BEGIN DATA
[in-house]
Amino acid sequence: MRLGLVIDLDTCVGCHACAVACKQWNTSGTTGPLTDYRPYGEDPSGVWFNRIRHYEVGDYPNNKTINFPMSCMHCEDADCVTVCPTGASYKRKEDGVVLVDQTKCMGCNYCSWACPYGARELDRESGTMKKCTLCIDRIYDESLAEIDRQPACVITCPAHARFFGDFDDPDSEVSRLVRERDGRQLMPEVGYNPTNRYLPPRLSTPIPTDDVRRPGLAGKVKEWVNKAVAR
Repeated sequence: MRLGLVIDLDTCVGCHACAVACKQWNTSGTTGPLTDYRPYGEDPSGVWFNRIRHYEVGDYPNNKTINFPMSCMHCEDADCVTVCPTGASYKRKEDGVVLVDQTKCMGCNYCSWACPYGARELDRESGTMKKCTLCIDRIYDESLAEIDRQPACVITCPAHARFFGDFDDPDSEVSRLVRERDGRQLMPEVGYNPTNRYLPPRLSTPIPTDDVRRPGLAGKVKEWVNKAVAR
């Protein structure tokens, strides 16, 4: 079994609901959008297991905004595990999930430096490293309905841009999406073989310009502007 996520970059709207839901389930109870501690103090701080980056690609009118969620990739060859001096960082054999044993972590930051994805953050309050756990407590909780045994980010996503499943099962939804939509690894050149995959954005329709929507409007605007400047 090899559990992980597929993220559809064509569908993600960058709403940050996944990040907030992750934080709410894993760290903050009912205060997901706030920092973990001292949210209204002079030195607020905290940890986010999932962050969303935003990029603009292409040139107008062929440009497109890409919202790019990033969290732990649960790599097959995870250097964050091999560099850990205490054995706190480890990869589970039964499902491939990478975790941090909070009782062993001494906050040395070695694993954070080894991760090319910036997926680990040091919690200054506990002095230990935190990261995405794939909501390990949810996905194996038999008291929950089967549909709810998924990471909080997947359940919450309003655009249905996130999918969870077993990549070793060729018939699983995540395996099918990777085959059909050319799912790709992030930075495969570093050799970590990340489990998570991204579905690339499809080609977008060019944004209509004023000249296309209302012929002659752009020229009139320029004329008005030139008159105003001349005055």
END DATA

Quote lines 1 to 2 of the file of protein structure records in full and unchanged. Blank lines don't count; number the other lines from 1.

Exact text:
[in-house]
Amino acid sequence: MRLGLVIDLDTCVGCHACAVACKQWNTSGTTGPLTDYRPYGEDPSGVWFNRIRHYEVGDYPNNKTINFPMSCMHCEDADCVTVCPTGASYKRKEDGVVLVDQTKCMGCNYCSWACPYGARELDRESGTMKKCTLCIDRIYDESLAEIDRQPACVITCPAHARFFGDFDDPDSEVSRLVRERDGRQLMPEVGYNPTNRYLPPRLSTPIPTDDVRRPGLAGKVKEWVNKAVAR